WASHINGTON, July 1, 2009 – Senior Administration Officials from the Department of Agriculture’s Rural Utilities Service and the National Telecommunications and Information Administration detailed the newly released Notice of Funds Available (NOFA) under the American Recovery and Reinvestment Act, now available at broadbandusa.gov.
The joint NOFA, the first of two to be released today, contains the applicant guidelines and policy justifications, gleaned from more than 1,000 comments and roundtable meetings, in Washington, Arizona and Nevada.
In the first of three rounds, $4 billion will be available, but not all of the funds will be in grants. NTIA, which only has grant making authority, will release $1.6 billion dollars in grants, but the majority of RUS funds will be in loan/grant combinations.
RUS will release $2.4 billion dollars in the first round. Of the RUS funds, $400 million will be for grants for remote areas, $800 million will be in loan/grant combinations for non-remote areas, $800 million will be loan/grant combinations for middle mile facilities, and $320 million will be held in reserve.
The numbers stated by the Department of Agriculture is the effective amount of funds available. A senior official estimated that the 1.6 billion in loan/grant combos would cost $400 million in stimulus funds, which includes the grant portion, and the “cost of money” to loan the money.
The NOFA also contains the much-anticipated definitions of broadband, unserved and underserved areas.
Broadband is defined as a two-way service that advertises speeds of 768 kilobits (kbps) down and 200 kbps up. A senior official from NTIA stated that this speed would allow funding to the areas needing it most, although higher speeds are desired.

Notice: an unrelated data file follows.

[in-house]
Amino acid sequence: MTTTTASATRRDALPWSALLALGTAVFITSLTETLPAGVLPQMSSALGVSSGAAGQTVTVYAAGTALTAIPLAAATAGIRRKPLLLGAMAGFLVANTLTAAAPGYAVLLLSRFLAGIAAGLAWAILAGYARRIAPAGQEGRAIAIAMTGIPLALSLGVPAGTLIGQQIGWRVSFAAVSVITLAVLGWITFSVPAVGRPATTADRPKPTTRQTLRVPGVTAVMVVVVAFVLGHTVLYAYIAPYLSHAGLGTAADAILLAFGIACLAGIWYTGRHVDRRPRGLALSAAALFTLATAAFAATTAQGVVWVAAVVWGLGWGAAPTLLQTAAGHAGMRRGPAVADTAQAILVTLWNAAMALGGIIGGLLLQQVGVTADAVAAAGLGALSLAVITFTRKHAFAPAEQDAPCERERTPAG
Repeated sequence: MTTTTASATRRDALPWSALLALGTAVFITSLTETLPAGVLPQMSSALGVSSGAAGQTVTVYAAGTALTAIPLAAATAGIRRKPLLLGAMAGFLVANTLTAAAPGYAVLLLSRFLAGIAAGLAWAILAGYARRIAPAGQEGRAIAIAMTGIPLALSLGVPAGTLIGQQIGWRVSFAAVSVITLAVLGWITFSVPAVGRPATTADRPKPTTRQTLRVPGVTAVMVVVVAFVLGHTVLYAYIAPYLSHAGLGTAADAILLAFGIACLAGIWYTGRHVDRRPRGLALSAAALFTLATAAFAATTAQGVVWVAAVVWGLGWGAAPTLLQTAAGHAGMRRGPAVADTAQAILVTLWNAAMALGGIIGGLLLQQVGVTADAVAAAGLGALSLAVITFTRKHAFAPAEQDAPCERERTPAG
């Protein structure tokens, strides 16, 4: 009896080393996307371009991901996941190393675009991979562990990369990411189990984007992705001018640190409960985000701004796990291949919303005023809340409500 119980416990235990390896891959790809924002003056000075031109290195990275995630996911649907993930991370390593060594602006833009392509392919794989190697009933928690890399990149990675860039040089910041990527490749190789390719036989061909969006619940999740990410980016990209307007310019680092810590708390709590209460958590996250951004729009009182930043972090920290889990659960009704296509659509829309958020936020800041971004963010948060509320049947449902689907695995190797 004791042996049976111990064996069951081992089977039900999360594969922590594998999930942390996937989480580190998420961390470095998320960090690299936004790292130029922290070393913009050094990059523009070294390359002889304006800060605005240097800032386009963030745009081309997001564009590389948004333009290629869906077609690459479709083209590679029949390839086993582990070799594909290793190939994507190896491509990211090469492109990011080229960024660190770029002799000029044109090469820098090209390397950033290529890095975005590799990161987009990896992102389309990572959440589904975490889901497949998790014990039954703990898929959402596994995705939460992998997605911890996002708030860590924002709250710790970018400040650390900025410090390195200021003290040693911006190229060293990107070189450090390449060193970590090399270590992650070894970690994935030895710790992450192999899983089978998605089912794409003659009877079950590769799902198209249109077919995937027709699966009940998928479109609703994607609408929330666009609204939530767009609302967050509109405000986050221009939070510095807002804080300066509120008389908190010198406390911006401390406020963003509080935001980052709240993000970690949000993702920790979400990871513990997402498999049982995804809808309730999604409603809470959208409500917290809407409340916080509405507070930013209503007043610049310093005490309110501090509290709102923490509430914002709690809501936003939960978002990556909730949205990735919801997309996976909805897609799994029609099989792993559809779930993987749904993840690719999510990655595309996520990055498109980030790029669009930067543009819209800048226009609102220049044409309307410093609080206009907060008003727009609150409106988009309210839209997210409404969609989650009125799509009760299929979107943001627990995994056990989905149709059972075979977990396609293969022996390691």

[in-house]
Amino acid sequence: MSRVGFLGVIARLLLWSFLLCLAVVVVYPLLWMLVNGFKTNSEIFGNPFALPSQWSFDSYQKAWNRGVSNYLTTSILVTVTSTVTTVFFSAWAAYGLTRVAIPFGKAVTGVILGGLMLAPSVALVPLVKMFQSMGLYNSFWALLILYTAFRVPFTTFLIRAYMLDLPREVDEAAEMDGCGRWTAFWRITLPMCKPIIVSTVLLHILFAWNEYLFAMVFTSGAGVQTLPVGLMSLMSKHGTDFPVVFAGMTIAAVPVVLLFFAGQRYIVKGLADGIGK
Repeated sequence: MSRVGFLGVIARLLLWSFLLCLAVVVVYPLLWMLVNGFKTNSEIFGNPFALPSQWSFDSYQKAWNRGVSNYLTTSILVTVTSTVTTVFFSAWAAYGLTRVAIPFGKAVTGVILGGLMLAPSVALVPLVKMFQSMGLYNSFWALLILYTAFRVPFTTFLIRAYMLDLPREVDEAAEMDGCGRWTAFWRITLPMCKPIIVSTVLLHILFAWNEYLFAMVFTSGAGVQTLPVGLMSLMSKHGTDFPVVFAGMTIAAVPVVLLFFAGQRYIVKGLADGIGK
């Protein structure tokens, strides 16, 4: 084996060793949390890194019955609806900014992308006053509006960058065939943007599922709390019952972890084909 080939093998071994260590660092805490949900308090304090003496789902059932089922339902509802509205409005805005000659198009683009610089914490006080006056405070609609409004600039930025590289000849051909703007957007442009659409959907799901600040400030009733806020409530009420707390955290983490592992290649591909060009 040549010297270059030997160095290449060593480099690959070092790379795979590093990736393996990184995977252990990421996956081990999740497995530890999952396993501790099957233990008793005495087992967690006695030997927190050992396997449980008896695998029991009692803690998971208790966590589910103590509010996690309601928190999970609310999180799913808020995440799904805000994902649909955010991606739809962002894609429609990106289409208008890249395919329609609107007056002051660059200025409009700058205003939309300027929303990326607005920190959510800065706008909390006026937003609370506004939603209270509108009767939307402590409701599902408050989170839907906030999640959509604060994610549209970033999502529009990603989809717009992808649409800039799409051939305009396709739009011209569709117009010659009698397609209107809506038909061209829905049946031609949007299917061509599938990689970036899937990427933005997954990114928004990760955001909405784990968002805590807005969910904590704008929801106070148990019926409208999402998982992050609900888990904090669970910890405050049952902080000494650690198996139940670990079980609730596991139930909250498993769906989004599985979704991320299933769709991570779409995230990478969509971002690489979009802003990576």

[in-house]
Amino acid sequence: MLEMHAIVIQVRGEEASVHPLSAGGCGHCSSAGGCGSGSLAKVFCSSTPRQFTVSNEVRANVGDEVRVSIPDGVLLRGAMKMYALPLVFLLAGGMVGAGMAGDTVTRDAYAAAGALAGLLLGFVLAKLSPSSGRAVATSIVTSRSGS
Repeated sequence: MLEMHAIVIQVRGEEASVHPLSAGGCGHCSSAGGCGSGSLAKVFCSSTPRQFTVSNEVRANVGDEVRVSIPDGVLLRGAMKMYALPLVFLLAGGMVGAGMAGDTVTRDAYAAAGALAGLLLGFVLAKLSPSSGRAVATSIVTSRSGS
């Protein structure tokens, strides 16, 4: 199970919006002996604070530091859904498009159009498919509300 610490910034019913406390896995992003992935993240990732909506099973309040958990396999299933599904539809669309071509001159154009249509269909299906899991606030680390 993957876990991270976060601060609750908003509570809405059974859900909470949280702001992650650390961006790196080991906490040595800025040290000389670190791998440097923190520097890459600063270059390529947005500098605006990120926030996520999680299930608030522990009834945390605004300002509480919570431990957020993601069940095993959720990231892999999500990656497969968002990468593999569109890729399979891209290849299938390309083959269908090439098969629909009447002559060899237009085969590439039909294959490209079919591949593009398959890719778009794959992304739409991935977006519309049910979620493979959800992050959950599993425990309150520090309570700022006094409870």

Unserved and underserved are defined in terms of facilities-based, terrestrial broadband, both fixed and mobile. This definition ignores satellite service, since satellite effectively covers the entire country. Satellite service providers are eligible for funding under the NOFA.
An unserved area is one or more Census Blocks where 90 percent of households do not have access to facilities-based broadband.
An underserved area, for “last mile” funding purposes can be designated by meeting one of three criteria: (1) No more than 50 percent of households have access to facilities-based terrestrial broadband; (2) no fixed or mobile provider advertises speeds of at least 3 megabits per second (Mbps); and (3) the rate of subscribership is 40 percent or less.
An area can be designed as underserved for “middle mile” projects if one interconnection point terminates in a “last mile” underserved area.
A second NOFA is scheduled to be released today, one that allocates $250 million for state level maps. These funds are available to the governor of the state, or the governor’s designee.
There will be strict criteria for these maps, which will be detailed in the forthcoming NOFA. The data from these maps will be used to create the national broadband map, part of the Broadband Data Improvement Act, also funded through the Recovery Act.
The states will be called upon to rank the projects in their states once NTIA and the Department of Agriculture determine the finalists.
The NOFA also sets the Federal Communiations Commission’s Internet Policy Statement as a floor for its non-discrimination principles.
Applications for the first round will be accepted from July 14 to August 14.